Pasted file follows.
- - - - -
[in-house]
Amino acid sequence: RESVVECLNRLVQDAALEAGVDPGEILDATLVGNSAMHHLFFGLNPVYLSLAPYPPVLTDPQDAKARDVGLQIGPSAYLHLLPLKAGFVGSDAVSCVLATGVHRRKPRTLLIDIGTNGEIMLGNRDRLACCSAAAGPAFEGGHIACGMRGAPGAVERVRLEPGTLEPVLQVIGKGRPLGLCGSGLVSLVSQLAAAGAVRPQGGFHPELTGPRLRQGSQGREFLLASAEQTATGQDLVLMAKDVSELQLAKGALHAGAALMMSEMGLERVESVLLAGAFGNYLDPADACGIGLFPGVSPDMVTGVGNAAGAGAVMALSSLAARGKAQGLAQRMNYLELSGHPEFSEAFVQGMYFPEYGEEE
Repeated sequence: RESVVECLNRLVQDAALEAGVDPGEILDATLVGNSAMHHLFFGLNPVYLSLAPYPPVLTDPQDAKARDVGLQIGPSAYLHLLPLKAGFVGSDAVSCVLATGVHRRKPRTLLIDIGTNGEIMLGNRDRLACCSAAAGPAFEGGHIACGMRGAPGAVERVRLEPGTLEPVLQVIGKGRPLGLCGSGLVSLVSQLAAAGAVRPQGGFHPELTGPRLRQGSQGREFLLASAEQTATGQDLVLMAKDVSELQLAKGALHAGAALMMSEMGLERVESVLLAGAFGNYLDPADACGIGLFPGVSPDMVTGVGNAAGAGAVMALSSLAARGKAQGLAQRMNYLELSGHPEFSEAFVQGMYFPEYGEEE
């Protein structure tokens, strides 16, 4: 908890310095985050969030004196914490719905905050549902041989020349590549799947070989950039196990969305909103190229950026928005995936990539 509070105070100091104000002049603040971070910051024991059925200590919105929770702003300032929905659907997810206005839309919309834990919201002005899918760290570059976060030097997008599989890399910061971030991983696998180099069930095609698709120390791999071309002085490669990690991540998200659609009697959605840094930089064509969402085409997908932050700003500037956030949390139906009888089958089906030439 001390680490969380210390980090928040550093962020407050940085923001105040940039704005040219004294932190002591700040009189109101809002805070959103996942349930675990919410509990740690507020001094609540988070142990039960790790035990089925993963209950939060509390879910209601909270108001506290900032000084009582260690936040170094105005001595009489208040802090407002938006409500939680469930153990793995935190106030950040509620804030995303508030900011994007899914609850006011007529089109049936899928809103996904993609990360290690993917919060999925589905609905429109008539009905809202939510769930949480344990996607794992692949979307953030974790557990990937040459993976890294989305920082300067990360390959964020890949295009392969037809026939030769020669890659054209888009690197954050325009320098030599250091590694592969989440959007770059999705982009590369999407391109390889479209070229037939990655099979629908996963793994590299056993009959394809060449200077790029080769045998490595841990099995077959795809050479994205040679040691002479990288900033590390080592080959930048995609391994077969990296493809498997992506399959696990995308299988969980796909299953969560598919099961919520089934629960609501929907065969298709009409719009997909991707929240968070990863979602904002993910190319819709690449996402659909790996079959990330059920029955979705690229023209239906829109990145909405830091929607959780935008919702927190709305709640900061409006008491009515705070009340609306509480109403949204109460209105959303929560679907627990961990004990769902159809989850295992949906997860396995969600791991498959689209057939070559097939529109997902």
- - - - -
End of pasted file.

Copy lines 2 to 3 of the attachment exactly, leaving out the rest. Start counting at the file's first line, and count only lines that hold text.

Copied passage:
Amino acid sequence: RESVVECLNRLVQDAALEAGVDPGEILDATLVGNSAMHHLFFGLNPVYLSLAPYPPVLTDPQDAKARDVGLQIGPSAYLHLLPLKAGFVGSDAVSCVLATGVHRRKPRTLLIDIGTNGEIMLGNRDRLACCSAAAGPAFEGGHIACGMRGAPGAVERVRLEPGTLEPVLQVIGKGRPLGLCGSGLVSLVSQLAAAGAVRPQGGFHPELTGPRLRQGSQGREFLLASAEQTATGQDLVLMAKDVSELQLAKGALHAGAALMMSEMGLERVESVLLAGAFGNYLDPADACGIGLFPGVSPDMVTGVGNAAGAGAVMALSSLAARGKAQGLAQRMNYLELSGHPEFSEAFVQGMYFPEYGEEE
Repeated sequence: RESVVECLNRLVQDAALEAGVDPGEILDATLVGNSAMHHLFFGLNPVYLSLAPYPPVLTDPQDAKARDVGLQIGPSAYLHLLPLKAGFVGSDAVSCVLATGVHRRKPRTLLIDIGTNGEIMLGNRDRLACCSAAAGPAFEGGHIACGMRGAPGAVERVRLEPGTLEPVLQVIGKGRPLGLCGSGLVSLVSQLAAAGAVRPQGGFHPELTGPRLRQGSQGREFLLASAEQTATGQDLVLMAKDVSELQLAKGALHAGAALMMSEMGLERVESVLLAGAFGNYLDPADACGIGLFPGVSPDMVTGVGNAAGAGAVMALSSLAARGKAQGLAQRMNYLELSGHPEFSEAFVQGMYFPEYGEEE